Based on a horrific, real-life mass murder that paralyzed a quiet New Zealand coastal town, Dunedin-born director Robert Sarkies' devastating drama stands beside IN COLD BLOOD, BADLANDS and THE EXECUTIONER'S SONG as a transcendent true-crime classic.
Just 17 miles north of Dunedin, the small coastal community of Aramoana stretches along a narrow sandy spit that pokes out into the mouth of New Zealand's Otago Harbor. By all appearances, it's a beautiful place to live, but on November 13, 1990, the tranquil paradise turns into hell on earth. The day begins like any other: Garry Holden (Simon Ferry) gets his two daughters ready for school, then drops in on his girlfriend, Julie-Anne (Tandi Wright); 73-year-old grandmother Helen Dickson (Lois Lawn) makes breakfast for her 45-year-old son, Jimmy (Timothy Barlett), then does the wash; and the town's eccentric loner and gun enthusiast, David Gray (Matthew Sunderland), heads off to Port Chalmers to draw a bank check, made out to the local gun and ammunition shop. When he's informed that the check now carries a two-dollar surcharge, David explodes into a frightening rage. He stalks into the gun shop, puts a $100 deposit down on a .22 sports rifle, then returns home to his small crib next-door to Garry's house -- the two were good friends before David's increasingly strange behavior isolated him from the rest of the community -- and stews. Then, a seemly unimportant event occurs: David catches Garry's daughter, Chiquita Holden (Georgina Fabish), cutting across his property and curses her out. When Garry later confronts him, David, insane with paranoia and an irrational anger toward the "idiots and incompetents" of Aramoana, retrieves a semi-automatic rifle from the house and pumps his old friend full of bullets. With a can of gasoline in hand, David then chases down Chiquita, wounds her and sets fire to Garry's house while Chiquita's sister, Jasmine (Danaka Wheeler), and her friend, Rewa (Jacinta Rawatai), still inside. Neighbors initially mistake the gunshots for fireworks and a car filled with a family returning from an afternoon's fishing unwittingly stop at Garry's burning house, only to be fired upon by David Gray. Once the shock wears off, word of the shootings finally reaches the police precinct in nearby Port Chalmers, and officers Stew Guthrie (William Kircher) and Nick Harvey (Karl Urban) race to the scene. Behind them, the road to Aramoana is shut down in an effort to prevent the shooter from escaping but traps the terrified residents in their homes. With his face blackened with grease and his rucksack filled with ammunition, Gray moves through the tiny town on what becomes a 22-hour rampage, the worst mass murder in New Zealand's history.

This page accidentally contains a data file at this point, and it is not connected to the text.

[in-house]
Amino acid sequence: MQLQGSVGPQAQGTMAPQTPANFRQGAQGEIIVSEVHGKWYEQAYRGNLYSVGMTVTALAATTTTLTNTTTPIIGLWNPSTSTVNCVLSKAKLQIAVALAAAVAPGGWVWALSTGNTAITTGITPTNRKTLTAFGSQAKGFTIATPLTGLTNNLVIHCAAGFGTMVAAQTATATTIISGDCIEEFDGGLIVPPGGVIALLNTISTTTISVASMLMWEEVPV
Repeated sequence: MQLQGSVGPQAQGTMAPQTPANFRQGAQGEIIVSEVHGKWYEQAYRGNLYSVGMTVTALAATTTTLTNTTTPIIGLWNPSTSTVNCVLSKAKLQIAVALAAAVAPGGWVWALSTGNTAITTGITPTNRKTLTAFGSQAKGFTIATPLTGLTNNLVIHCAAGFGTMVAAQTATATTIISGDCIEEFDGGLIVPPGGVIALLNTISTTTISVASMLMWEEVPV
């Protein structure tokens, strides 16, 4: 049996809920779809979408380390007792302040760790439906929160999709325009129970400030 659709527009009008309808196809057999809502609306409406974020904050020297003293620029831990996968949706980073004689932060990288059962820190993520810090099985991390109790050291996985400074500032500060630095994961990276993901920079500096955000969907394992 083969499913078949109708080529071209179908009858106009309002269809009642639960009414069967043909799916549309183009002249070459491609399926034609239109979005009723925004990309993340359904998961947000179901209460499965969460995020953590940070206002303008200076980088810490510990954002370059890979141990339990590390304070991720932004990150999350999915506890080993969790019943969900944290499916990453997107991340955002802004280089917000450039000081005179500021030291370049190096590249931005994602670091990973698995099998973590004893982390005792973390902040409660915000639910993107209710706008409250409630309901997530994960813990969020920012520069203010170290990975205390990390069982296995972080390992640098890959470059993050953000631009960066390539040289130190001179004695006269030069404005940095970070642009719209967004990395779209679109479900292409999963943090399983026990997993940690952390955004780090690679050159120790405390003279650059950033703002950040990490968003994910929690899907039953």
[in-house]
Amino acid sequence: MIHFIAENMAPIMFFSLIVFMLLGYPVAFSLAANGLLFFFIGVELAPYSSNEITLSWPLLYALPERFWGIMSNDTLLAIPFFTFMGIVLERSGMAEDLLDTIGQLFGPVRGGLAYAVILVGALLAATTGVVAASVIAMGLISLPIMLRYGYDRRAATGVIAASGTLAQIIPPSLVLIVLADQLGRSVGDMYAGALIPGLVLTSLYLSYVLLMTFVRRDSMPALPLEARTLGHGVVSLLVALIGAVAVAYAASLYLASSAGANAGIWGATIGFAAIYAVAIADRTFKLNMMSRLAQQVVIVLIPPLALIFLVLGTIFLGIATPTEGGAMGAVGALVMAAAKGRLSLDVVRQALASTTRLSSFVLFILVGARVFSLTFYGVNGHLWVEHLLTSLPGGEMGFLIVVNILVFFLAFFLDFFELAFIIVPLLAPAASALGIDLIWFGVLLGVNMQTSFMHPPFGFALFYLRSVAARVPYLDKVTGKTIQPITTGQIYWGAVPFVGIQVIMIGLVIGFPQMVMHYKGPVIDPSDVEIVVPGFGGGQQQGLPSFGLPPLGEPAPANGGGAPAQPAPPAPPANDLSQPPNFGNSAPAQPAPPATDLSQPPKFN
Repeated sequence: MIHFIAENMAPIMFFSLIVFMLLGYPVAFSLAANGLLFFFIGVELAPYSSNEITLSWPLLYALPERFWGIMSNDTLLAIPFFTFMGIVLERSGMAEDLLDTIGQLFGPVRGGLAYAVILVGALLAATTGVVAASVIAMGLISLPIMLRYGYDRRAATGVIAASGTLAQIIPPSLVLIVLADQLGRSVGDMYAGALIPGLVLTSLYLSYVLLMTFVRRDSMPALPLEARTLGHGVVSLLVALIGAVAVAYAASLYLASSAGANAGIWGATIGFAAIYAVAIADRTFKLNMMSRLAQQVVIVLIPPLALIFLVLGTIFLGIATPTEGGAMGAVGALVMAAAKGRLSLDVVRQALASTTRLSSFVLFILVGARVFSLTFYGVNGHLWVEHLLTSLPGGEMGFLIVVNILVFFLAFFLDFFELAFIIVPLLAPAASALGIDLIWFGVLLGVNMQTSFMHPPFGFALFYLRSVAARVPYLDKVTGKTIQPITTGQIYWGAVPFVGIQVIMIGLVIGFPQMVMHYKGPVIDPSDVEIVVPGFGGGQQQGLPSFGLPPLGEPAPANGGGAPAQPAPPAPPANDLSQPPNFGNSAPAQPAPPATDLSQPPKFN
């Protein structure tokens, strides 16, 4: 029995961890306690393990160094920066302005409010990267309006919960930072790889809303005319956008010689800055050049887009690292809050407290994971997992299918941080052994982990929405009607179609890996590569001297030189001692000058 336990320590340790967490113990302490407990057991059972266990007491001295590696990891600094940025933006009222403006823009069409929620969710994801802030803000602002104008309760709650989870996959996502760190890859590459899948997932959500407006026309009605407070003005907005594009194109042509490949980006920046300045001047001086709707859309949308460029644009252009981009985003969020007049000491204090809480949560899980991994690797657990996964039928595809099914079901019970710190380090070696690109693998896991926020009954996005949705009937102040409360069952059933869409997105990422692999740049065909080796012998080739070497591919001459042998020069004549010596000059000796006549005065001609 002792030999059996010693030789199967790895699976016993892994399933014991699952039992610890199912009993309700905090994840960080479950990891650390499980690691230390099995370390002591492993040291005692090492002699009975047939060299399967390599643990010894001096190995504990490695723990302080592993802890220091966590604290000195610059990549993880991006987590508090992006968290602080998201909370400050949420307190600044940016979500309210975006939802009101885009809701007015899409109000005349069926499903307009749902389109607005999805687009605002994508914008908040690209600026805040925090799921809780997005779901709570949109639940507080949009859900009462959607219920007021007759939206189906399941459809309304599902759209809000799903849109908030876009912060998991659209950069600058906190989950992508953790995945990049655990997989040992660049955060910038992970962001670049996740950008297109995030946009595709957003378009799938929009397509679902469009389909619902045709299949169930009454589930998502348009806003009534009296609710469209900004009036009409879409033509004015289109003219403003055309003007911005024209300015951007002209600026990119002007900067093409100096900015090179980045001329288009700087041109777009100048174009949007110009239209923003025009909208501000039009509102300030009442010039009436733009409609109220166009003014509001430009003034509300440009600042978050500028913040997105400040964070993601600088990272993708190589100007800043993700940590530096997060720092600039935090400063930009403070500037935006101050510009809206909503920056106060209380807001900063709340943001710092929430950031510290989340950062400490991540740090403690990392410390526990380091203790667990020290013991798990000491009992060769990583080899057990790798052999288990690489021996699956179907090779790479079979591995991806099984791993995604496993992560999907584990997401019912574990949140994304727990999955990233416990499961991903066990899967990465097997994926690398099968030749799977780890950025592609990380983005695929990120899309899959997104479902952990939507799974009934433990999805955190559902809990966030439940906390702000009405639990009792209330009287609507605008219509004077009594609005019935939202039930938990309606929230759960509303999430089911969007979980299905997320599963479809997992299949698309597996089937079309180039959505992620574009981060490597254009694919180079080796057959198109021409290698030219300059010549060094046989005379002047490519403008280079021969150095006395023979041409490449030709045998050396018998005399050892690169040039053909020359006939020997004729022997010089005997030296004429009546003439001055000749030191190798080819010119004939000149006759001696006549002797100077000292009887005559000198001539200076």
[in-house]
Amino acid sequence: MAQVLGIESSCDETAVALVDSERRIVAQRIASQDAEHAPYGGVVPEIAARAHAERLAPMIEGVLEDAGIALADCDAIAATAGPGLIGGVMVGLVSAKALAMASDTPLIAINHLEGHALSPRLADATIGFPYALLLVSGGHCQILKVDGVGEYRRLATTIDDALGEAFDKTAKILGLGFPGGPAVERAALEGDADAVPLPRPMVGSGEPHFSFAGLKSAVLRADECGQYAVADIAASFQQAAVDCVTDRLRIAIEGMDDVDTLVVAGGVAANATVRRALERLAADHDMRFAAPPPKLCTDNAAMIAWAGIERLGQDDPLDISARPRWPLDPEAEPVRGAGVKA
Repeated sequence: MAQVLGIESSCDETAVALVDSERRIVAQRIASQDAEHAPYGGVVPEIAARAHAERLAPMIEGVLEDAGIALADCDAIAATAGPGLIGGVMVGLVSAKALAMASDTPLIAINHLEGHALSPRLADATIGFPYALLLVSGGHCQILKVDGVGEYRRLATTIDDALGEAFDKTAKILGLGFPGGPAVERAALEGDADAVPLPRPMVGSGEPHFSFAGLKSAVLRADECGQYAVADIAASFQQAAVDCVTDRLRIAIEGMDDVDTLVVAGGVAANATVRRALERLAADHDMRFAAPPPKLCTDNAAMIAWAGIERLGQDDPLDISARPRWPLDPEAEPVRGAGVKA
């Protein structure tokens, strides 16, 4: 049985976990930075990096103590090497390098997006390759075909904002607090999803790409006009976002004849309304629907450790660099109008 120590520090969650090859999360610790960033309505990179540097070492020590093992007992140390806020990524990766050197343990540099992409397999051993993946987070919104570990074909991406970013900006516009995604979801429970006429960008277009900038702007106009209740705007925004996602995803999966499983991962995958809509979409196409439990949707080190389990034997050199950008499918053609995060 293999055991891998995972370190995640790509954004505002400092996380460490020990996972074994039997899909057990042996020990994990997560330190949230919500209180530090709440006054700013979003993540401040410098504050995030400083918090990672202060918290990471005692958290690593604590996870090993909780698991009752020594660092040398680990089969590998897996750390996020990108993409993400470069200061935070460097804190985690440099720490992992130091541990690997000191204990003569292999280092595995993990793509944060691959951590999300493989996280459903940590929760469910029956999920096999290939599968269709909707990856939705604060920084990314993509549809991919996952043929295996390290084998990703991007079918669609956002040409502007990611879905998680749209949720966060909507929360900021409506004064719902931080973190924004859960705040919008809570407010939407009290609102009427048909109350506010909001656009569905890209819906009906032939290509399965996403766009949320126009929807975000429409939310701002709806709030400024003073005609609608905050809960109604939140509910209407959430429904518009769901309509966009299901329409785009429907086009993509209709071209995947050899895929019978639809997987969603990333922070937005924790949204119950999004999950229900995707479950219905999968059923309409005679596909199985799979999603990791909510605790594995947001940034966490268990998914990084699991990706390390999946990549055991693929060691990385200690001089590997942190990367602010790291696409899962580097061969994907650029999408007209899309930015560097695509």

Dedicated to those who lost their lives that day -- and elderly Helen Dickson, later commended by the Queen herself for her extraordinary courage throughout the ordeal -- Sarkies and co-screenwriter Graeme Tetley also manage a bit of understanding for David Gray: Sunderland's disturbing performance captures the pain, fear and anguish of a man who was once part of a tiny, tight-knit community, but has been torn down by his own personal demons. With his carefully controlled pacing and superb use of sound, Sarkies draws the viewer deep into the experience of a town caught completely off-guard by a kind of violence they could never have expected, and won't soon forget. leave a comment --Ken Fox